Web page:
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Tête de femme (Annette)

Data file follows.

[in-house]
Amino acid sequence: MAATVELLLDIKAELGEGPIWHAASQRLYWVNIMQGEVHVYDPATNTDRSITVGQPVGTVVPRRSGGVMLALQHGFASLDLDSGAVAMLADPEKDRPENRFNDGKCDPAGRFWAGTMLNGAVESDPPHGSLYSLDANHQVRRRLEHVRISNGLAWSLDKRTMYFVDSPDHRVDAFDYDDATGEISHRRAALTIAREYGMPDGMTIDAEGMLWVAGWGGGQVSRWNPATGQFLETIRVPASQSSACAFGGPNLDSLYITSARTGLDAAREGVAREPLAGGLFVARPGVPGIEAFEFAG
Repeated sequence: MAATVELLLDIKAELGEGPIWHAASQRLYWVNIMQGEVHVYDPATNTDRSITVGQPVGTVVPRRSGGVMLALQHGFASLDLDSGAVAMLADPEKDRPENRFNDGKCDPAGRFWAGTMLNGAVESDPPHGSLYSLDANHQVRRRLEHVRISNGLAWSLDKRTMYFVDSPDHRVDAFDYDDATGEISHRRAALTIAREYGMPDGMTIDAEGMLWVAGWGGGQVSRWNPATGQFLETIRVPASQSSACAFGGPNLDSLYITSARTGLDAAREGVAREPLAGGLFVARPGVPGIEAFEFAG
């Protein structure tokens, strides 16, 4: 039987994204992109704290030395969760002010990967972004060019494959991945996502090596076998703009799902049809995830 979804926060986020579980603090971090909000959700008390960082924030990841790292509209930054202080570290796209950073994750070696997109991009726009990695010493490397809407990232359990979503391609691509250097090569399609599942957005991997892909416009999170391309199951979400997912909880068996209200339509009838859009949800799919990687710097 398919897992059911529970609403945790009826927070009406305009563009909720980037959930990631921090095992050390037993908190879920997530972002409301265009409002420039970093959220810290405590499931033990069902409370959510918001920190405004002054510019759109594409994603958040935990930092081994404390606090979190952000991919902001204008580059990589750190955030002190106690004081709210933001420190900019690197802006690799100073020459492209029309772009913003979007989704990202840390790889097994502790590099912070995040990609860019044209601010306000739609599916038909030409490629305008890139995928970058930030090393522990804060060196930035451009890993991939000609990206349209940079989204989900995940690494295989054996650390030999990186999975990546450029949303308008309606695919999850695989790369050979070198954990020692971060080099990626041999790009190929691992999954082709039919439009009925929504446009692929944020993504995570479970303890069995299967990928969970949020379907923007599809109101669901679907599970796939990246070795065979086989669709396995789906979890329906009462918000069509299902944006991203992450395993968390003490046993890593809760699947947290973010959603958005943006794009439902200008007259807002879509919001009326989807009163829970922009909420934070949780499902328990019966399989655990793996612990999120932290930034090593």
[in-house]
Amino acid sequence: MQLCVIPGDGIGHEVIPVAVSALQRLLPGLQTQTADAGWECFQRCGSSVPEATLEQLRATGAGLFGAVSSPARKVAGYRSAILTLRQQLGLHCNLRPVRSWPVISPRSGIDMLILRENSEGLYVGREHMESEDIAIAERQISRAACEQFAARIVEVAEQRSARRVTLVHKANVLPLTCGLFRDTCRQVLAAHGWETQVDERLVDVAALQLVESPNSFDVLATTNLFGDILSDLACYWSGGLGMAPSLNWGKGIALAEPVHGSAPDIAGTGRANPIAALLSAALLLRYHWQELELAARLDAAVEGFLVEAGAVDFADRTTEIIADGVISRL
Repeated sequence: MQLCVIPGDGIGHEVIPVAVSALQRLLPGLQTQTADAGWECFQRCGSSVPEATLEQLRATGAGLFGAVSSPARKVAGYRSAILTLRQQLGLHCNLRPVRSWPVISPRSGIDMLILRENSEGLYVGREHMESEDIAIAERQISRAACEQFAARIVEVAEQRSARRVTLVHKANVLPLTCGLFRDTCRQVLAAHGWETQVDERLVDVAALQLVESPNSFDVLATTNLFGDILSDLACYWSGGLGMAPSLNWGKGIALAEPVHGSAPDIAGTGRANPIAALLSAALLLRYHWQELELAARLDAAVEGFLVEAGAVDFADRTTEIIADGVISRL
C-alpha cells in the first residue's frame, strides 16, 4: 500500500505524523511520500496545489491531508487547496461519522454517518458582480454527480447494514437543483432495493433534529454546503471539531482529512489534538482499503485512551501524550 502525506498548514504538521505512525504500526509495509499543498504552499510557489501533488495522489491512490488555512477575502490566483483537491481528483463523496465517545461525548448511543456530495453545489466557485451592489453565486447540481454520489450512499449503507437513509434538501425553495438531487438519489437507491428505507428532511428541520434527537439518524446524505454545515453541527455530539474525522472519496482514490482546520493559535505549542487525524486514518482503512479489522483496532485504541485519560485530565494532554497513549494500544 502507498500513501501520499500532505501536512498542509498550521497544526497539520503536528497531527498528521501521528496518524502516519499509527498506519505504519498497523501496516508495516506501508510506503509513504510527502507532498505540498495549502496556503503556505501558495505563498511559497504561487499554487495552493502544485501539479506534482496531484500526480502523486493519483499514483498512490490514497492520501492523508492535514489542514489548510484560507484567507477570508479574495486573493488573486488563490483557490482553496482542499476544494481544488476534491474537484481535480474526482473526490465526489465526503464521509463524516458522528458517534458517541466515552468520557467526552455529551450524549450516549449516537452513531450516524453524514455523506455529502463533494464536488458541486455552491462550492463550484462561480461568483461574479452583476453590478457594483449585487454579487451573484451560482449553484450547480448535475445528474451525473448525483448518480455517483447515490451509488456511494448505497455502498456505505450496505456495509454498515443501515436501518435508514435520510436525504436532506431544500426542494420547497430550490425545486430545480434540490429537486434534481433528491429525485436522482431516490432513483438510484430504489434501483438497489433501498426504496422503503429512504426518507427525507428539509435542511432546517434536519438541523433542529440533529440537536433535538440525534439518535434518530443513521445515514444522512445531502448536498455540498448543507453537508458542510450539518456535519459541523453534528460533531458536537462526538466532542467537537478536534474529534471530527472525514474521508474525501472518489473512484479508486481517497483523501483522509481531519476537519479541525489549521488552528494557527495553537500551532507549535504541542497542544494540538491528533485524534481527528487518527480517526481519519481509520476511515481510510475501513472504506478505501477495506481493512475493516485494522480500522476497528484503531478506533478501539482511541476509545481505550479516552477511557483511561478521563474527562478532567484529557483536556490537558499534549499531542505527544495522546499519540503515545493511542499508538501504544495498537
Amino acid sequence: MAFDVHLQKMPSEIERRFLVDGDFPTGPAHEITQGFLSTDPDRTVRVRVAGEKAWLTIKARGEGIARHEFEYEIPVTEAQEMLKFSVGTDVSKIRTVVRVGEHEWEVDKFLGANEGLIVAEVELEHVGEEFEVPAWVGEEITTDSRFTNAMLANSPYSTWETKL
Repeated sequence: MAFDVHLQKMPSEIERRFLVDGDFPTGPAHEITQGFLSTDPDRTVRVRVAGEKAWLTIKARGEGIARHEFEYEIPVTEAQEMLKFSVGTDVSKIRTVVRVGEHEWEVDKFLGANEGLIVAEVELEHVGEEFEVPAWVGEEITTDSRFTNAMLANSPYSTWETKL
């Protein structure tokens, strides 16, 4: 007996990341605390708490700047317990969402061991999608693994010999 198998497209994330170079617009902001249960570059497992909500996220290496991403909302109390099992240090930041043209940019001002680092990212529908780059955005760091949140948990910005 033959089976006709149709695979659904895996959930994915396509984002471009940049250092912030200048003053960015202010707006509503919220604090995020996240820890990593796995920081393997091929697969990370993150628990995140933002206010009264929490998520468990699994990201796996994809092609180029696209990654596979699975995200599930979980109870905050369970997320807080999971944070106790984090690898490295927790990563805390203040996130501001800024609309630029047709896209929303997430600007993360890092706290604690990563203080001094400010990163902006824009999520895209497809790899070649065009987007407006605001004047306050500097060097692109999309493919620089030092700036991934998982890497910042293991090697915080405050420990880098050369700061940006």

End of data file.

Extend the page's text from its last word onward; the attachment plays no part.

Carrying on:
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About the item